A graph from the Guthook Guides app showing the fourth steepest climb on the Pacific Crest Trail.
PCT #4: Descent from Smedberg Lake (725′ in 0.9 mi).
Screenshot from the Guthook Guides app
A graph from the Guthook Guides app showing the fourth steepest climb on the Appalachian Trail.
AT #4: Mt Garfield’s North Shoulder (970′ in 0.6 mi).
Screenshot from the Guthook Guides app
A graph from the Guthook Guides app showing the fourth steepest climb on the Continental Divide Trail.
CDT #4: The descent from Knapsack Col in the Knapsack Col alternate (1400′ in 1.3 mi).
Screenshot from the Guthook Guides app

Third Steepest Climbs on the Triple Crown:

A graph from the Guthook Guides app showing the third steepest climb on the Pacific Crest Trail.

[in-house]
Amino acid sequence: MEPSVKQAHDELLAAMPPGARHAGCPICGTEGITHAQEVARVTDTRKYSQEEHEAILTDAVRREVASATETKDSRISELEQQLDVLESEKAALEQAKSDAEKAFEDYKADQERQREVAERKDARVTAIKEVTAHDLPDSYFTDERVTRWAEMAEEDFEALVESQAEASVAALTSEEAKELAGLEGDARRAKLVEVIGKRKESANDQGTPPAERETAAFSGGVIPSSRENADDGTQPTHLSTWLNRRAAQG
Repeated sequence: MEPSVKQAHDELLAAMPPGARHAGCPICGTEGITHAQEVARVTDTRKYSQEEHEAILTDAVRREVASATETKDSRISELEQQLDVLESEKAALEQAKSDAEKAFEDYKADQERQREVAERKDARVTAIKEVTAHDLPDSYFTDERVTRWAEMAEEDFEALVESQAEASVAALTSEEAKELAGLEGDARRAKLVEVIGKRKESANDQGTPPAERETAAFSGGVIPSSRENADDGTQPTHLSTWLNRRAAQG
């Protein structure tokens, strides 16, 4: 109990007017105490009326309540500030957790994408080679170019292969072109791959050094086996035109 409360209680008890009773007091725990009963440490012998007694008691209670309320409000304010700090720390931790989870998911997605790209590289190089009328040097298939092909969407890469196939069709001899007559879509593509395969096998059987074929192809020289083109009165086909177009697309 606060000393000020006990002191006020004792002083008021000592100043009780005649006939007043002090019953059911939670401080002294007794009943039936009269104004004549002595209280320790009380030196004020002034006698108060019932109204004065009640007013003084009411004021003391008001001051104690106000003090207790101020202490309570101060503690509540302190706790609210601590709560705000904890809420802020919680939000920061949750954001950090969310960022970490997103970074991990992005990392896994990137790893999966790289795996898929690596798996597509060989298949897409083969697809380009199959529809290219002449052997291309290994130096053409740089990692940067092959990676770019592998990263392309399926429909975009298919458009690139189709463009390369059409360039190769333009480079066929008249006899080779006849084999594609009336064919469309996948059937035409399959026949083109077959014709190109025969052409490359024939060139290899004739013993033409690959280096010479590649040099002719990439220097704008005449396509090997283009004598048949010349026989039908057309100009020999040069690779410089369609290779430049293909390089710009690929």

PCT #3: Descent into Stubblefield Canyon (900′ in 1 mi).
Screenshot from the Guthook Guides app
A graph from the Guthook Guides app showing the third steepest climb on the Appalachian Trail.
AT #3: Galehead Hut to South Twin (1130′ in 0.8 mi, with about 900′ in 0.5 mi).
Screenshot from the Guthook Guides app
A graph from the Guthook Guides app showing the third steepest climb on the Continental Divide Trail.
CDT #3: The climb to South Peak on Columbus Gila alternate (1900′ in 1.8 mi).
Screenshot from the Guthook Guides app

Second Steepest Climbs on the Triple Crown:

A graph from the Guthook Guides app showing the steepest climb on the Pacific Crest Trail.
PCT #2: Near Surprise Creek, WA (about 700′ in 0.6 mi).
Screenshot from the Guthook Guides app
A graph from the Guthook Guides app showing the second steepest climb on the Appalachian Trail.
AT #2: Beaver Brook Shelter to Kinsman Notch (2200′ in 1.7 mi, with one 930′ climb in 0.5 mi).